Seufert Brothers Co. v. United States,
249 U.S. 194 (1919)

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U.S. Supreme Court

Seufert Brothers Co. v. United States, 249 U.S. 194 (1919)

Seufert Brothers Co. v. United States

Nos. 187, 188

Argued January 29, 30, 1919

Decided March 3, 1919

249 U.S. 194


The right secured to the Yakima Indians, through their treaty of June 9, 1855, Art. III, 12 Stat. 25, of taking fish at all usual and accustomed places, in common with citizens of the United States, and of erecting temporary buildings for curing them, extends to places in Oregon on the south side of the Columbia River where these Indians habitually fished before and since the treaty, even though beyond the limits of the Yakima cession and within the region covered by the similar provision in favor of the Walla-Walla and Wasco tribes. (12 Stat. 37.) P. 249 U. S. 196.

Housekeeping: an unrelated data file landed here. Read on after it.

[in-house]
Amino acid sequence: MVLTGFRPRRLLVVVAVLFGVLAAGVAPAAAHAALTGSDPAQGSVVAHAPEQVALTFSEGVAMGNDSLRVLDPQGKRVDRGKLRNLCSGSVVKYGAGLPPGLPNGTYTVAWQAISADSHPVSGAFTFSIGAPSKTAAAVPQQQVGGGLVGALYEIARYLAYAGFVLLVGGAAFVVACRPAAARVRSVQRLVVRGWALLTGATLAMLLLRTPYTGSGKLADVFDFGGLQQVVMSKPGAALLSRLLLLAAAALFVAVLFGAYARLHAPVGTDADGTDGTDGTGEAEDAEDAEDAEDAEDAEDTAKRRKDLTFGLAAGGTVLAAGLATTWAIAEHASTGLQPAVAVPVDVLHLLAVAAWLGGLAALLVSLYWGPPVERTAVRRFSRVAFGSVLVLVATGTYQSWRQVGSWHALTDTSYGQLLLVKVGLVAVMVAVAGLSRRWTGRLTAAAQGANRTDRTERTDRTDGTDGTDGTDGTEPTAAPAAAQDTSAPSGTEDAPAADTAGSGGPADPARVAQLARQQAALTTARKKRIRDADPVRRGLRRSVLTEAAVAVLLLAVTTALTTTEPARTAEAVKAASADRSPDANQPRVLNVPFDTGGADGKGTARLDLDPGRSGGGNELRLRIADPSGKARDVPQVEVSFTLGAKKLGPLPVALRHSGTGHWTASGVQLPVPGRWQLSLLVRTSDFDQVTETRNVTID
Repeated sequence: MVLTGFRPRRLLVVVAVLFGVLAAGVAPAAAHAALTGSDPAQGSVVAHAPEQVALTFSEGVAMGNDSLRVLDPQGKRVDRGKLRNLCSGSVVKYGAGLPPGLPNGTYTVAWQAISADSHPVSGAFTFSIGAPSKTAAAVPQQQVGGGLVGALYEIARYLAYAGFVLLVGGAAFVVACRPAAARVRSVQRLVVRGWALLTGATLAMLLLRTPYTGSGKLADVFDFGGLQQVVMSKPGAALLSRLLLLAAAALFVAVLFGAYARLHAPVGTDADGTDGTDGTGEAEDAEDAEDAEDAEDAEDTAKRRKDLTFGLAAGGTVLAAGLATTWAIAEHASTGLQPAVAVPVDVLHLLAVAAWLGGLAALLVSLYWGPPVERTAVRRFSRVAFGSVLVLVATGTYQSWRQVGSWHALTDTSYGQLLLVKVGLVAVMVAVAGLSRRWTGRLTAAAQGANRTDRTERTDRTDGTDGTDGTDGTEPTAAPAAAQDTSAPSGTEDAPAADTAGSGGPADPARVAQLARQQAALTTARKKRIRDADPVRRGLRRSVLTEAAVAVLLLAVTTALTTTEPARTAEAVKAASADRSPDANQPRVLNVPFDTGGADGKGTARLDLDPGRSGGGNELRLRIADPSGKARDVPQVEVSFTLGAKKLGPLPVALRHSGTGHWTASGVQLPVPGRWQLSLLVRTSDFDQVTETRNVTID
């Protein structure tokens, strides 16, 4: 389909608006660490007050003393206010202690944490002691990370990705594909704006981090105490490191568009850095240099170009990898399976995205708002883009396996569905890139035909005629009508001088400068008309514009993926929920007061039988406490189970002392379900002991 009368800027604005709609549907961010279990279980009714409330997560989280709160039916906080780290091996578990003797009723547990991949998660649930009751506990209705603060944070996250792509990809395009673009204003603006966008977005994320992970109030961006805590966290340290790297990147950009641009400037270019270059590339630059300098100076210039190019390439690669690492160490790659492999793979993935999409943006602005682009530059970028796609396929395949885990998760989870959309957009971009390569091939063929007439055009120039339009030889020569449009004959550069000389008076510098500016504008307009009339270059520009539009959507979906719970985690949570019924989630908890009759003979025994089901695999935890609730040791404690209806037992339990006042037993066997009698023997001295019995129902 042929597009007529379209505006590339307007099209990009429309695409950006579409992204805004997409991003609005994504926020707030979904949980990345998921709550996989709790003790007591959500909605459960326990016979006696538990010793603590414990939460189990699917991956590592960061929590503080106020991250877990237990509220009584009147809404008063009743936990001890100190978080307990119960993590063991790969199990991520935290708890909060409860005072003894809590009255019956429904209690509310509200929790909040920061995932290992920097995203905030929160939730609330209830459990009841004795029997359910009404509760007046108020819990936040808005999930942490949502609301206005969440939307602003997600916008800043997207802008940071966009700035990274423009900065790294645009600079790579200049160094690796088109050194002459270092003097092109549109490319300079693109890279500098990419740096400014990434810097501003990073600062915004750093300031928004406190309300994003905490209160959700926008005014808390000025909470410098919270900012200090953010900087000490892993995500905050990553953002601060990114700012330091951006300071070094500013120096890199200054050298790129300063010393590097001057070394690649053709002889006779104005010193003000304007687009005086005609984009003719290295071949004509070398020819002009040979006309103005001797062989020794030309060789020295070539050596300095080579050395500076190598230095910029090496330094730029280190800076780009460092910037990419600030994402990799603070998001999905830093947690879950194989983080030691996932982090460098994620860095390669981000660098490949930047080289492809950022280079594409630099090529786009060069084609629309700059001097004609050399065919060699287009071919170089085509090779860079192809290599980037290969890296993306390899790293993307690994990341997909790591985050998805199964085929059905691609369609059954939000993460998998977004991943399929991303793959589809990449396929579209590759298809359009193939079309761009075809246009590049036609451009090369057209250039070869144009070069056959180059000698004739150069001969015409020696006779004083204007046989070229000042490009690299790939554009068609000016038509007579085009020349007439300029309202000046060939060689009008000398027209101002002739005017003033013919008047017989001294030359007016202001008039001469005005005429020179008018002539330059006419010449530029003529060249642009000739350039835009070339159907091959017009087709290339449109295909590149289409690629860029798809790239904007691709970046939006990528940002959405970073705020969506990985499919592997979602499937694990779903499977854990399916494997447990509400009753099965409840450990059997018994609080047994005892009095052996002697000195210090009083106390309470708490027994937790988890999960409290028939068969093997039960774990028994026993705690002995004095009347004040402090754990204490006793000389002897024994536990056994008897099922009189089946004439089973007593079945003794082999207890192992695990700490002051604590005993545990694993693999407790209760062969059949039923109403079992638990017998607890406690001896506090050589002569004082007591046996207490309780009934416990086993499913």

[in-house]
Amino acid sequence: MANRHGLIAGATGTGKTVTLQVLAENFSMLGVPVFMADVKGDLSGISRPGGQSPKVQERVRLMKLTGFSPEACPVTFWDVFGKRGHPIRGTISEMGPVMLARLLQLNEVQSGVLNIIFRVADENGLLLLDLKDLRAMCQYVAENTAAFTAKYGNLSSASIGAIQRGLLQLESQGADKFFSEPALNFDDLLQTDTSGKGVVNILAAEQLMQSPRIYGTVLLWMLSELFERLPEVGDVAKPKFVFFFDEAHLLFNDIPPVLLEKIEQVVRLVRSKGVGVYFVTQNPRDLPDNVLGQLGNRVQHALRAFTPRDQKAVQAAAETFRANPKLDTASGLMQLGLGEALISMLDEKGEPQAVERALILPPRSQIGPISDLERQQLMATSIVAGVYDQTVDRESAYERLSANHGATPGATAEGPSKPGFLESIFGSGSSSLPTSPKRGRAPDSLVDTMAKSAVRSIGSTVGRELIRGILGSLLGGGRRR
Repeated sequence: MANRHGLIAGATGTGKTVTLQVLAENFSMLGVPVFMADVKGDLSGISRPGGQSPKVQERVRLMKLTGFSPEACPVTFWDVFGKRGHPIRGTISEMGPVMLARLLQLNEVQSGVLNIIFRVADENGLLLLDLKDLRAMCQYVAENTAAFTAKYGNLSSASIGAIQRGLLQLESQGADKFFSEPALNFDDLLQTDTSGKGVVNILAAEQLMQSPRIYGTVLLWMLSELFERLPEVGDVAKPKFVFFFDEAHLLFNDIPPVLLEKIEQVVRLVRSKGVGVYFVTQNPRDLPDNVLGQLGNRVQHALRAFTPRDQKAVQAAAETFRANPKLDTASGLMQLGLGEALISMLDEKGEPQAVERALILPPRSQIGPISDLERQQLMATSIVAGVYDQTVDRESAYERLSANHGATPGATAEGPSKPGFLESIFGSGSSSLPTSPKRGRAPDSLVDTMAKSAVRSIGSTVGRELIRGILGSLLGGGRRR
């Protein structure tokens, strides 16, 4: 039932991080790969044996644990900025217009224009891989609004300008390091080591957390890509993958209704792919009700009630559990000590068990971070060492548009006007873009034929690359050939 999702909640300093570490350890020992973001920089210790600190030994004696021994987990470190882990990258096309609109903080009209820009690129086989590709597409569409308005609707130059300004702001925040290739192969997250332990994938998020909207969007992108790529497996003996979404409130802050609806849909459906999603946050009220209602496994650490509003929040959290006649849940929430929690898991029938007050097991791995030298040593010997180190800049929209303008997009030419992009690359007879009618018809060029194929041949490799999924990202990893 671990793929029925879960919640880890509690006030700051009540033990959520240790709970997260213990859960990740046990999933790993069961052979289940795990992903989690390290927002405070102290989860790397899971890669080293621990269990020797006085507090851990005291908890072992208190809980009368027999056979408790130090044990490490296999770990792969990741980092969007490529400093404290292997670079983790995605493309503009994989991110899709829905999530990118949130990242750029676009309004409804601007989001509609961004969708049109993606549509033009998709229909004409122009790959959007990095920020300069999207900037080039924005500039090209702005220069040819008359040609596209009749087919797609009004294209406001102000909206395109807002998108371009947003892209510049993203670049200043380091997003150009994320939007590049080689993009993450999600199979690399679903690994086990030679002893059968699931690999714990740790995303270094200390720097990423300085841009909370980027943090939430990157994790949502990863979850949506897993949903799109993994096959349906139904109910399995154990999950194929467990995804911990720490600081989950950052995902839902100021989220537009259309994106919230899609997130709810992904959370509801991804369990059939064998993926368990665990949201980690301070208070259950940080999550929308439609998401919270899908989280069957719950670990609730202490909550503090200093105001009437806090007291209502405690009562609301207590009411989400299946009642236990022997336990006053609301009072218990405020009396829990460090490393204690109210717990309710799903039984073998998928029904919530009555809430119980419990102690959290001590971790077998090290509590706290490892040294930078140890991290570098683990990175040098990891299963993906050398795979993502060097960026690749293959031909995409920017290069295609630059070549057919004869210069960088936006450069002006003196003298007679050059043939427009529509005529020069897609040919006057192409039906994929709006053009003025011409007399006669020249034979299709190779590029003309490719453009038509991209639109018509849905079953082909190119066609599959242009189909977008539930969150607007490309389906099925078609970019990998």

This provision is not to be construed technically and strictly as an exception from the general cession made by the Yakimas of lands north of the river, but must be given effect in accordance with the broad terms used, as understood by the Indians. P. 249 U. S. 198.

233 F. 579 affirmed.

The case is stated in the opinion.

Page 249 U. S. 195

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